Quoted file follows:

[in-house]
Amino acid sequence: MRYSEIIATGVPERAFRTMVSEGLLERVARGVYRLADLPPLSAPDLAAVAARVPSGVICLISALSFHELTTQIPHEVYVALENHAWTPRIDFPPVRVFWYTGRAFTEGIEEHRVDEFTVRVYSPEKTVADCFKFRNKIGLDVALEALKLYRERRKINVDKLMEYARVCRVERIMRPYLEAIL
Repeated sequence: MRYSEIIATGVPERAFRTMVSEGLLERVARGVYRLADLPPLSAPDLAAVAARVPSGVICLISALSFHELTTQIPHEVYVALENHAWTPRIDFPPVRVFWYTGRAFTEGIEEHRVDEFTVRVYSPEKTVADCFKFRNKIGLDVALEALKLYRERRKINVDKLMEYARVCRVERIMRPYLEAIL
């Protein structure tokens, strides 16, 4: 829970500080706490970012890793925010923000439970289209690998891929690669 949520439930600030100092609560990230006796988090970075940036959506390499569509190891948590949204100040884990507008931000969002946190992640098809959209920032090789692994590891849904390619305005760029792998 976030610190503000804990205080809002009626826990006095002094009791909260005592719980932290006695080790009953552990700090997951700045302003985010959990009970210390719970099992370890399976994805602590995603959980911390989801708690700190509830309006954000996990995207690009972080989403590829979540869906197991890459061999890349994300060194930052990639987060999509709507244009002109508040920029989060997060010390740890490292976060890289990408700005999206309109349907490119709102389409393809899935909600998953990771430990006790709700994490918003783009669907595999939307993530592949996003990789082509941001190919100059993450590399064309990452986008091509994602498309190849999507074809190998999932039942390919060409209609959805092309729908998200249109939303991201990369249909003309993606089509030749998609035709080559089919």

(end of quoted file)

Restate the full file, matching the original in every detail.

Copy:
[in-house]
Amino acid sequence: MRYSEIIATGVPERAFRTMVSEGLLERVARGVYRLADLPPLSAPDLAAVAARVPSGVICLISALSFHELTTQIPHEVYVALENHAWTPRIDFPPVRVFWYTGRAFTEGIEEHRVDEFTVRVYSPEKTVADCFKFRNKIGLDVALEALKLYRERRKINVDKLMEYARVCRVERIMRPYLEAIL
Repeated sequence: MRYSEIIATGVPERAFRTMVSEGLLERVARGVYRLADLPPLSAPDLAAVAARVPSGVICLISALSFHELTTQIPHEVYVALENHAWTPRIDFPPVRVFWYTGRAFTEGIEEHRVDEFTVRVYSPEKTVADCFKFRNKIGLDVALEALKLYRERRKINVDKLMEYARVCRVERIMRPYLEAIL
């Protein structure tokens, strides 16, 4: 829970500080706490970012890793925010923000439970289209690998891929690669 949520439930600030100092609560990230006796988090970075940036959506390499569509190891948590949204100040884990507008931000969002946190992640098809959209920032090789692994590891849904390619305005760029792998 976030610190503000804990205080809002009626826990006095002094009791909260005592719980932290006695080790009953552990700090997951700045302003985010959990009970210390719970099992370890399976994805602590995603959980911390989801708690700190509830309006954000996990995207690009972080989403590829979540869906197991890459061999890349994300060194930052990639987060999509709507244009002109508040920029989060997060010390740890490292976060890289990408700005999206309109349907490119709102389409393809899935909600998953990771430990006790709700994490918003783009669907595999939307993530592949996003990789082509941001190919100059993450590399064309990452986008091509994602498309190849999507074809190998999932039942390919060409209609959805092309729908998200249109939303991201990369249909003309993606089509030749998609035709080559089919």